Rios’ boxing skills too much for Antillon
CARSON, Calif. – For the better part of the last two decades, Marco Antonio Barrera thrilled boxing fans remarkably similarly to the way that Brandon Rios did on Saturday in a three-round demolition of Urbano Antillon at the Home Depot Center. Barrera became beloved because he rarely took a step backward, was always eager to engage and stepped up to face every challenge.
But Barrera is 37 now and not quite so eager to take on a challenge from a young, hungry and powerful guy like Rios. Barrera was in a tuxedo Saturday, working for Mexico’s TV Azteca, and was treated to a close-up of Rios’ rout of Antillon. After a sensational first round, Rios proved to be simply too big and too strong for Antillon, who needed to be saved by referee David Mendoza in the waning seconds of the third round in their bout for the World Boxing Association lightweight title.
Rios said during his post-fight interview with TV Azteca that he would fight any lightweight, including Barrera. Barrera tried to ignore the question, but Rios asked firmly, “Well?”
Barrera couldn’t bring himself to say no, but at 37, he’s smart enough to know there are a lot easier ways to make a living than swapping punches with a guy as mean, nasty and strong as the 25-year-old Rios.
“You’ve improved,” Barrera said in answer to Rios. “A lot.”
That he has. And while the first round of Saturday’s bout was a wild slugfest that had the crowd roaring, it wasn’t long before it turned into a one-sided bludgeoning.
By the third round, Rios had landed so many flush power shots that Antillon was physically overwhelmed. Rios put him down first with a crushing left hand that Antillon later conceded was the blow that ended his hopes. Later in the round, Rios knocked Antillon down again with a thudding right. Somehow, Antillon dragged himself to his feet. But he was in no condition to fight, and as he staggered from one corner to the other, Mendoza jumped in to mercifully halt it.
The most significant thing that came out of the bout was the quantum leap forward Rios made with his boxing skills. He’s always been a brawler; he’s never going to lose his lust for combat. But on Saturday, he looked like a boxer and not just a tough guy who was bigger, stronger and more fearless than anyone else.
“Sensational. Absolutely sensational,” manager Cameron Dunkin said of Rios. “He’s always been strong, but he’s getting stronger. He came at angles. He fought smarter. He controlled his distance. He had a perfect distance on the outside. He threw combinations. And he not only took over on the inside, he took over on the outside.”
The Rios camp was worried that Antillon would try to be a bit more slick and wouldn’t engage, but Antillon raced from his corner at the opening bell to meet Rios. That left Rios and his team licking their chops, knowing they had the bigger and stronger man.
The first round was three minutes of savagery, two men trying badly to inflict extreme pain upon the other with every shot they threw. Antillon, though, simply couldn’t keep up that pace, and Rios could.
By the second round, nearly all of the major scoring blows were from Rios, who imposed his will.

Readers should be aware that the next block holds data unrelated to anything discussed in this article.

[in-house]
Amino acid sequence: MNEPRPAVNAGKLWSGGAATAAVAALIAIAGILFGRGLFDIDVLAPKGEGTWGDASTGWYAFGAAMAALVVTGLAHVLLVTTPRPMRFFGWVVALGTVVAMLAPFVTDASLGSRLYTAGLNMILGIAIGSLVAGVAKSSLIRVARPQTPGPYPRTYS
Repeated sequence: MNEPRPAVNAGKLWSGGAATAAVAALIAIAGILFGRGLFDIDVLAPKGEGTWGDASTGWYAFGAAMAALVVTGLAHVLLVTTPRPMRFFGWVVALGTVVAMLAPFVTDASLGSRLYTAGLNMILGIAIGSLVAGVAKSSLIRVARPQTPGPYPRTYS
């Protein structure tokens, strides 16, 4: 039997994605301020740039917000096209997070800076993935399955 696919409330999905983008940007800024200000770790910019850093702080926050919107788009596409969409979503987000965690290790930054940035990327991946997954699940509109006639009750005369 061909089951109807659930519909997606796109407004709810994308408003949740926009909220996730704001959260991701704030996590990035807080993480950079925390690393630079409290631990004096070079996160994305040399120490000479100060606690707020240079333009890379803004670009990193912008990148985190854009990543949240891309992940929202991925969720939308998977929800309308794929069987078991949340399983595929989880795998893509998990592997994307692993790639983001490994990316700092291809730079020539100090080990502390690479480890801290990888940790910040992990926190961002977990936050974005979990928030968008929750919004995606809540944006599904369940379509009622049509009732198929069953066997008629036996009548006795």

Antillon was coming off a gut-check fight in December in which he lost an agonizingly close bout for the World Boxing Council lightweight belt to Humberto Soto in a match that was chosen as the 2010 Yahoo! Sports Fight of the Year.
“I got caught,” Antillon said. “Soto is a great champion with much better defensive skills, but Rios is strong. He’s much stronger than Soto. It took a lot out of me, that first knockdown.”
Rios was so impressive that Top Rank chairman Bob Arum mentioned him as a potential future opponent for Manny Pacquiao, the welterweight champion who is widely regarded as the sport’s best fighter. The pool of qualified opponents for Pacquiao is small and dwindling. Arum was hopeful that veteran Kermit Cintron might force himself into contention for a spot against Pacquiao, but he was horrendous in a loss to Carlos Molina on the undercard and ought to think more about retirement than a fight against Pacquiao.
Rios fights two divisions below Pacquiao, but is already talking of moving up to super lightweight, so he’s not that far away.
“Rios is an emerging superstar,” Arum said. “In a year or two, I would put him in with Manny Pacquiao. I think Rios can match Pacquiao for speed and power.”
That’s questionable – there may not be a man on the planet who can do that – but there aren’t a lot of 135- or 140-pounders who are going to be able to hang with Rios. He’s got his defensive flaws, but for someone to expose them, he’s either going to have to be a master boxer with a great chin or he’ll have to have that one-punch power himself.
Rios is young, full of confidence and bluster and is a guy who is going to be a factor for a while.
“I came and did what I told everybody I was going to do,” Rios said. “I said I was going to knock him out, and I did. Antillon was a hell of a fighter at one time, but not this time. I’m young. I’m more hungrier. I’m more powerful. I’m going to the top and I see my career rising from here.
“Anybody out there at 135, I’m inviting you (to fight) right now. If you’re 135, you don’t have to hunt around and look for a fight. I’m right here standing. If not, 140, here I come.”
Other popular stories on Yahoo! Sports:
• Kobe shows off with camp dunk
• Fan’s pursuit of foul ball for son ends in tragedy
• The 60s Schwinn bike that led to BMX racing